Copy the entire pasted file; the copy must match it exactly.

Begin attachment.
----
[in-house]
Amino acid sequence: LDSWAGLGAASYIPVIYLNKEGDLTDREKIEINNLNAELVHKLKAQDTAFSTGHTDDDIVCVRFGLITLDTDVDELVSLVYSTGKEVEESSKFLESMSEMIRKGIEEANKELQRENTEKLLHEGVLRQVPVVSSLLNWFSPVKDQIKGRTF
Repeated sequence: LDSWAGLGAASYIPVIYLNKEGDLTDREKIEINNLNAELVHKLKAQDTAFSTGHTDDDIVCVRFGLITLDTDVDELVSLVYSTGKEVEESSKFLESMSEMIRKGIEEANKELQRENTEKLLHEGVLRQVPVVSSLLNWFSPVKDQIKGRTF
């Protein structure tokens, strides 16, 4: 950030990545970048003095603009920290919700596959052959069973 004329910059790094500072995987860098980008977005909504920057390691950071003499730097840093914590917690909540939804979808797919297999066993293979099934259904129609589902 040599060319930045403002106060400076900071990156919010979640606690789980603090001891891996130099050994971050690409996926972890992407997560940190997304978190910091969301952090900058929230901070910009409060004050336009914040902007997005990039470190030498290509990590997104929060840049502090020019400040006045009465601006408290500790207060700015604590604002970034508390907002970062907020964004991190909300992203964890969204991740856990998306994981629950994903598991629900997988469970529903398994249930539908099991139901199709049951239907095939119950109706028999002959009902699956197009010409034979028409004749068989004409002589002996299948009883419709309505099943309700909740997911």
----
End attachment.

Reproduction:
[in-house]
Amino acid sequence: LDSWAGLGAASYIPVIYLNKEGDLTDREKIEINNLNAELVHKLKAQDTAFSTGHTDDDIVCVRFGLITLDTDVDELVSLVYSTGKEVEESSKFLESMSEMIRKGIEEANKELQRENTEKLLHEGVLRQVPVVSSLLNWFSPVKDQIKGRTF
Repeated sequence: LDSWAGLGAASYIPVIYLNKEGDLTDREKIEINNLNAELVHKLKAQDTAFSTGHTDDDIVCVRFGLITLDTDVDELVSLVYSTGKEVEESSKFLESMSEMIRKGIEEANKELQRENTEKLLHEGVLRQVPVVSSLLNWFSPVKDQIKGRTF
């Protein structure tokens, strides 16, 4: 950030990545970048003095603009920290919700596959052959069973 004329910059790094500072995987860098980008977005909504920057390691950071003499730097840093914590917690909540939804979808797919297999066993293979099934259904129609589902 040599060319930045403002106060400076900071990156919010979640606690789980603090001891891996130099050994971050690409996926972890992407997560940190997304978190910091969301952090900058929230901070910009409060004050336009914040902007997005990039470190030498290509990590997104929060840049502090020019400040006045009465601006408290500790207060700015604590604002970034508390907002970062907020964004991190909300992203964890969204991740856990998306994981629950994903598991629900997988469970529903398994249930539908099991139901199709049951239907095939119950109706028999002959009902699956197009010409034979028409004749068989004409002589002996299948009883419709309505099943309700909740997911």